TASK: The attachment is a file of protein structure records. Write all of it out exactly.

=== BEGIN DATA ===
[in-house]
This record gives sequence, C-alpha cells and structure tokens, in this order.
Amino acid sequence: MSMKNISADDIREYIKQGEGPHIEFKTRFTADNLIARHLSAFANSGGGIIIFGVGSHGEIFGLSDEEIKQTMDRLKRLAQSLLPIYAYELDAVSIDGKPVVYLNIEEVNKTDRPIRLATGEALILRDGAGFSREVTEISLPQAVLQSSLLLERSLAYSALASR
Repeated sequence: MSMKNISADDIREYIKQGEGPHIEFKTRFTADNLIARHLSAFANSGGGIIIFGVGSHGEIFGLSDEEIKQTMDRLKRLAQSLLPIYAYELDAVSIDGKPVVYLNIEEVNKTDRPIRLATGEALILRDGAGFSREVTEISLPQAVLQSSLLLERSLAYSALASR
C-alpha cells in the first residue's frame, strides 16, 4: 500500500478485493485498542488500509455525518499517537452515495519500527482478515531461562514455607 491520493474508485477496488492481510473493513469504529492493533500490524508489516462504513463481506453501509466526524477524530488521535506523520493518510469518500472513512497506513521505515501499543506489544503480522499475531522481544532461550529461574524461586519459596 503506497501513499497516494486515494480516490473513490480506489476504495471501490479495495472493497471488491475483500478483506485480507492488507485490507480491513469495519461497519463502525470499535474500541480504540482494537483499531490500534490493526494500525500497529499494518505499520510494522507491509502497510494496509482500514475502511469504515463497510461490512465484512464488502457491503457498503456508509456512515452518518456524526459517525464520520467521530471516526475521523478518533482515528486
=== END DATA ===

[in-house]
This record gives sequence, C-alpha cells and structure tokens, in this order.
Amino acid sequence: MSMKNISADDIREYIKQGEGPHIEFKTRFTADNLIARHLSAFANSGGGIIIFGVGSHGEIFGLSDEEIKQTMDRLKRLAQSLLPIYAYELDAVSIDGKPVVYLNIEEVNKTDRPIRLATGEALILRDGAGFSREVTEISLPQAVLQSSLLLERSLAYSALASR
Repeated sequence: MSMKNISADDIREYIKQGEGPHIEFKTRFTADNLIARHLSAFANSGGGIIIFGVGSHGEIFGLSDEEIKQTMDRLKRLAQSLLPIYAYELDAVSIDGKPVVYLNIEEVNKTDRPIRLATGEALILRDGAGFSREVTEISLPQAVLQSSLLLERSLAYSALASR
C-alpha cells in the first residue's frame, strides 16, 4: 500500500478485493485498542488500509455525518499517537452515495519500527482478515531461562514455607 491520493474508485477496488492481510473493513469504529492493533500490524508489516462504513463481506453501509466526524477524530488521535506523520493518510469518500472513512497506513521505515501499543506489544503480522499475531522481544532461550529461574524461586519459596 503506497501513499497516494486515494480516490473513490480506489476504495471501490479495495472493497471488491475483500478483506485480507492488507485490507480491513469495519461497519463502525470499535474500541480504540482494537483499531490500534490493526494500525500497529499494518505499520510494522507491509502497510494496509482500514475502511469504515463497510461490512465484512464488502457491503457498503456508509456512515452518518456524526459517525464520520467521530471516526475521523478518533482515528486